A crisp is a pie without the fuss of a crust.
This humble cousin of upper-crust pies and tarts melds tree-ripened fruit and a few pantry staples into a sweet-tart old-fashioned dessert that's hard to resist.
The British call it a crumble. Americans call it a crisp. We call it downright delicious.
All those hot fruit juices bubble up into the buttery, sugary topping as it bakes to create sophisticated flavors that are mouth-watering and good.
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Crisps are easy to assemble. Mix fruit, sugar, lemon juice and thickener, and pour into a deep baking dish.
Sprinkle on a crumbly topping to create a one-of-a-kind dessert. Change up the fruit, using whatever is on hand. Mix apricot and pineapple or pineapple juice to lighten up an otherwise heavy filling. A mix of fresh cherries and canned cherry pie filling produces excellent results. Firm pears are an unexpected surprise. Add a few tablespoons of apricot jam to deepen their flavor.
Use whatever thickener you have on hand. Flour will do in a pinch. Even better is arrowroot, cornstarch or potato starch. Quick-cook tapioca, though, is my standby. It produces a clear filling that lets the fruit flavors shout and the brightly colored fillings shine. Swap brown sugar for white sugar or use a mix of both in the topping or the filling. Sprinkle in a little cinnamon, nutmeg or cloves into the topping. A ¼ teaspoon of each are all you'll need. Add a dash of spice to the filling. Or don't. This rustic dessert takes kindly to improvisation and is kind to the hostess because it comes together effortlessly. And if at first bite it's a little too tart, make room for ice cream. A tart crisp and vanilla ice cream are heaven in a bite.
To change up the topping, try oatmeal or ground nuts; just butter, sugar and flour work great; and finely chopped nuts in a butter-flour-sugar topping are wonderful because they toast during baking and provide flavor and texture.
Pop it in the oven for a bit. When those delicious fruit juices bubble up over the filling, you know it's done.
Resist the urge to eat it hot out of the oven — the juices need to thicken and set.
3 cups blueberries
2 tablespoons granulated sugar
Juice and zest of 1 lemon
¾ cup all-purpose flour
1 cup packed light brown sugar
1½ cups rolled oats
6 tablespoons (¾ stick) salted butter, softened
Toss blueberries, granulated sugar, lemon juice and zest together in bowl. Pour into 9-inch square baking dish.
Combine flour, brown sugar and oats in bowl and mix. Add butter and mix by hand until butter is incorporated. Spread over fruit. Bake until top is golden, 40 to 45 minutes.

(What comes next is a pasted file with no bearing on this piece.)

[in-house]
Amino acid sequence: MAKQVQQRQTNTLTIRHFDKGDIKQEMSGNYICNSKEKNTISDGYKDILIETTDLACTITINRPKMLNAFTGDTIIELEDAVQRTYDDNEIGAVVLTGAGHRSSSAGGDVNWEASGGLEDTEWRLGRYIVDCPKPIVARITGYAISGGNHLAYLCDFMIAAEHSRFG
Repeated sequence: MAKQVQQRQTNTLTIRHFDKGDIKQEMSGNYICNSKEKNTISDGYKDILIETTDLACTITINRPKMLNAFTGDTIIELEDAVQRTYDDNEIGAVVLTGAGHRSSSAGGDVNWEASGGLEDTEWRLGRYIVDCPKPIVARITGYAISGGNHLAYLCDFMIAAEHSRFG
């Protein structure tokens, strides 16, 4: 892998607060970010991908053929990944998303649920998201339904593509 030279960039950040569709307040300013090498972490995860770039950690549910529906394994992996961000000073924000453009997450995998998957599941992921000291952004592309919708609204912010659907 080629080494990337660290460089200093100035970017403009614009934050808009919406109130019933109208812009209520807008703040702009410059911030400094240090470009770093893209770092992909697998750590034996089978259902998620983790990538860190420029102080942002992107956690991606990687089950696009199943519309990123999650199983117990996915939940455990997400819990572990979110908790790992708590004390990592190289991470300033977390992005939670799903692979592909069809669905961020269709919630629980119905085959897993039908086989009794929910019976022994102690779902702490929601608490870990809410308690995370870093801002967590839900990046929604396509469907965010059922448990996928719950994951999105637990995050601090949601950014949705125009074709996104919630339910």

Change up topping by reducing sugar and oatmeal by half and flour to 1⁄3 cup. Add ¼ cup toasted wheat germ.
From The Hamptons: Food, Family and History by Ricky Lauren
Apricot, peach and blackberry crumble
11⁄3 pounds apricots, quartered and pitted
3 peaches, pitted and sliced
1 pound blackberries
Finely grated zest of 1/2 lemon
Juice of 1 lemon
¾ cup sugar, divided
1¼ cups all-purpose flour
¾ cup almond meal
¾ cup butter, softened
6 tablespoons sliced almonds, divided use
Preheat oven to 350 degrees. Put fruit and lemon juice and zest into ovenproof dish and stir in 3 tablespoons sugar.
To make the crumble topping, mix flour, remaining sugar and almond meal together, and rub in butter with fingers until mixture turns crumbly.
Put the crumble on top of the fruit, sprinkle with sliced almonds and bake for 40 minutes. The top of the crumble should be golden and the fruit tender (insert a small, sharp knife to test for this). If fruit is still a bit hard but your crumble is golden, cover the top with foil to keep it from getting too dark and bake a little longer.
From Plenty: Good Uncomplicated Food for the Sustainable Kitchen by Diana Henry
5 cups frozen blueberries, unthawed
2⁄3 cup granulated sugar
¼ cup plus 2⁄3 cup water
¼ cup cornstarch
Grated zest of 1 lemon
2 medium ripe peaches, peeled, pitted and sliced
Topping (recipes follow)
Preheat oven to 400 degrees.
In large saucepan, combine blueberries, sugar and ¼ cup water. Bring to a simmer over medium heat, stirring occasionally. Whisk together cornstarch and remaining 2⁄3 cup water in a small bowl until smooth. Stir cornstarch mixture into hot berries. Gently stir in lemon zest and peaches, being careful not to mash peaches.
Reduce heat to low and continue simmering fruit, gently stirring, until juices have thickened and mixture is clear. Remove from heat and scoop mixture into 2½ -quart baking dish.
Sprinkle with topping.
Bake until topping is nicely browned, 30 to 40 minutes. Makes 6 servings.
¾ cup all-purpose flour
½ cup old-fashioned rolled oats
½ cup firmly packed brown sugar
1 teaspoon nutmeg
¼ cup non-hydrogenated margarine (stick with butter, though, its flavor can't be beat).
Combine all ingredients and sprinkle on fruit.
From The Lodge Cast Iron Cookbook: A Treasury of Timeless, Delicious Recipes
Here is another topping idea:
2⁄3 cup granulated sugar
7 tablespoons butter, room temperature
½ cup plus 2 tablespoons all-purpose flour
1 cup chopped walnuts, pecans or almonds
½ teaspoon cinnamon
½ teaspoon nutmeg
Combine all ingredients and crumble with fingertips. Spread mixture over prepared fruit in buttered baking dish and bake as directed. Makes about 2½ cups, enough for a 10-inch pie or 1½ to 2½ -quart baking dish.
From Easy as Pie by Susan G. Purdy